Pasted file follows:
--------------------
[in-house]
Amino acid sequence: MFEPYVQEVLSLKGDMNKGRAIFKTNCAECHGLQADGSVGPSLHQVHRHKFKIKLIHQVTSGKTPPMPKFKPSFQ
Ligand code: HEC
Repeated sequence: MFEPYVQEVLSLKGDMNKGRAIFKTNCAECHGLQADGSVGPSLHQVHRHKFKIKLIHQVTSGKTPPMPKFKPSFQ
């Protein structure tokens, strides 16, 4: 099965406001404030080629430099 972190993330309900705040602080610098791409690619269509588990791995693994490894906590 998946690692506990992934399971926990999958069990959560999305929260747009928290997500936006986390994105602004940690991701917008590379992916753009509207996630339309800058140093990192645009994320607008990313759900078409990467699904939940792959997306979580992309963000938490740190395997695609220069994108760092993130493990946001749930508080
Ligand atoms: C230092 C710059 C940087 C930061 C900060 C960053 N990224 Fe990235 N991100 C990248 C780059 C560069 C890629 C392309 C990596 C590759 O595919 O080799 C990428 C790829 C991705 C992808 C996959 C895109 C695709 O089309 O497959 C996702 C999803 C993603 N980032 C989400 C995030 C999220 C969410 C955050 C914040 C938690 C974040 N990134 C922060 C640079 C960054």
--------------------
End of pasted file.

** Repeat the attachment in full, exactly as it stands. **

[in-house]
Amino acid sequence: MFEPYVQEVLSLKGDMNKGRAIFKTNCAECHGLQADGSVGPSLHQVHRHKFKIKLIHQVTSGKTPPMPKFKPSFQ
Ligand code: HEC
Repeated sequence: MFEPYVQEVLSLKGDMNKGRAIFKTNCAECHGLQADGSVGPSLHQVHRHKFKIKLIHQVTSGKTPPMPKFKPSFQ
């Protein structure tokens, strides 16, 4: 099965406001404030080629430099 972190993330309900705040602080610098791409690619269509588990791995693994490894906590 998946690692506990992934399971926990999958069990959560999305929260747009928290997500936006986390994105602004940690991701917008590379992916753009509207996630339309800058140093990192645009994320607008990313759900078409990467699904939940792959997306979580992309963000938490740190395997695609220069994108760092993130493990946001749930508080
Ligand atoms: C230092 C710059 C940087 C930061 C900060 C960053 N990224 Fe990235 N991100 C990248 C780059 C560069 C890629 C392309 C990596 C590759 O595919 O080799 C990428 C790829 C991705 C992808 C996959 C895109 C695709 O089309 O497959 C996702 C999803 C993603 N980032 C989400 C995030 C999220 C969410 C955050 C914040 C938690 C974040 N990134 C922060 C640079 C960054």